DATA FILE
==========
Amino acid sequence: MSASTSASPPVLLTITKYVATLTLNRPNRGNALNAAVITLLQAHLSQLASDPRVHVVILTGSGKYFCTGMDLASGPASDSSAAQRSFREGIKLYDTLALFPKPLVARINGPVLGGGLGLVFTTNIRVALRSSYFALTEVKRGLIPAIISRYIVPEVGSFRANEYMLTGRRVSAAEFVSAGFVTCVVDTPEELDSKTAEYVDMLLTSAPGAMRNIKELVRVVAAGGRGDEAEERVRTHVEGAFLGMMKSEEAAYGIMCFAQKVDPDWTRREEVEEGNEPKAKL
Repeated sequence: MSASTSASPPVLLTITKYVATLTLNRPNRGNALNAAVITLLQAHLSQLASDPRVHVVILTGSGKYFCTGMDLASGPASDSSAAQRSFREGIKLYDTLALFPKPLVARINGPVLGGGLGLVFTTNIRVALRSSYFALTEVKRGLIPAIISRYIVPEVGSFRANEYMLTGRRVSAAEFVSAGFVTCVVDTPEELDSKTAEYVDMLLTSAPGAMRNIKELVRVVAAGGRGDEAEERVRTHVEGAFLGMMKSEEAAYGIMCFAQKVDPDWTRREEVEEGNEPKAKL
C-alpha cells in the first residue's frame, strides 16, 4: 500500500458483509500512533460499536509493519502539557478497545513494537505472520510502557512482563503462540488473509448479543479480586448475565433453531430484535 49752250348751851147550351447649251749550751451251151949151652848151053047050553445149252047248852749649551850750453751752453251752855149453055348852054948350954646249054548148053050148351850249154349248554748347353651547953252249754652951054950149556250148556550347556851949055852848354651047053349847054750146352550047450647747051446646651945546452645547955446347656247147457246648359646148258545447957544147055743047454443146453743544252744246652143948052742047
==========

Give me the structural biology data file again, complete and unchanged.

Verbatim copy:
Amino acid sequence: MSASTSASPPVLLTITKYVATLTLNRPNRGNALNAAVITLLQAHLSQLASDPRVHVVILTGSGKYFCTGMDLASGPASDSSAAQRSFREGIKLYDTLALFPKPLVARINGPVLGGGLGLVFTTNIRVALRSSYFALTEVKRGLIPAIISRYIVPEVGSFRANEYMLTGRRVSAAEFVSAGFVTCVVDTPEELDSKTAEYVDMLLTSAPGAMRNIKELVRVVAAGGRGDEAEERVRTHVEGAFLGMMKSEEAAYGIMCFAQKVDPDWTRREEVEEGNEPKAKL
Repeated sequence: MSASTSASPPVLLTITKYVATLTLNRPNRGNALNAAVITLLQAHLSQLASDPRVHVVILTGSGKYFCTGMDLASGPASDSSAAQRSFREGIKLYDTLALFPKPLVARINGPVLGGGLGLVFTTNIRVALRSSYFALTEVKRGLIPAIISRYIVPEVGSFRANEYMLTGRRVSAAEFVSAGFVTCVVDTPEELDSKTAEYVDMLLTSAPGAMRNIKELVRVVAAGGRGDEAEERVRTHVEGAFLGMMKSEEAAYGIMCFAQKVDPDWTRREEVEEGNEPKAKL
C-alpha cells in the first residue's frame, strides 16, 4: 500500500458483509500512533460499536509493519502539557478497545513494537505472520510502557512482563503462540488473509448479543479480586448475565433453531430484535 49752250348751851147550351447649251749550751451251151949151652848151053047050553445149252047248852749649551850750453751752453251752855149453055348852054948350954646249054548148053050148351850249154349248554748347353651547953252249754652951054950149556250148556550347556851949055852848354651047053349847054750146352550047450647747051446646651945546452645547955446347656247147457246648359646148258545447957544147055743047454443146453743544252744246652143948052742047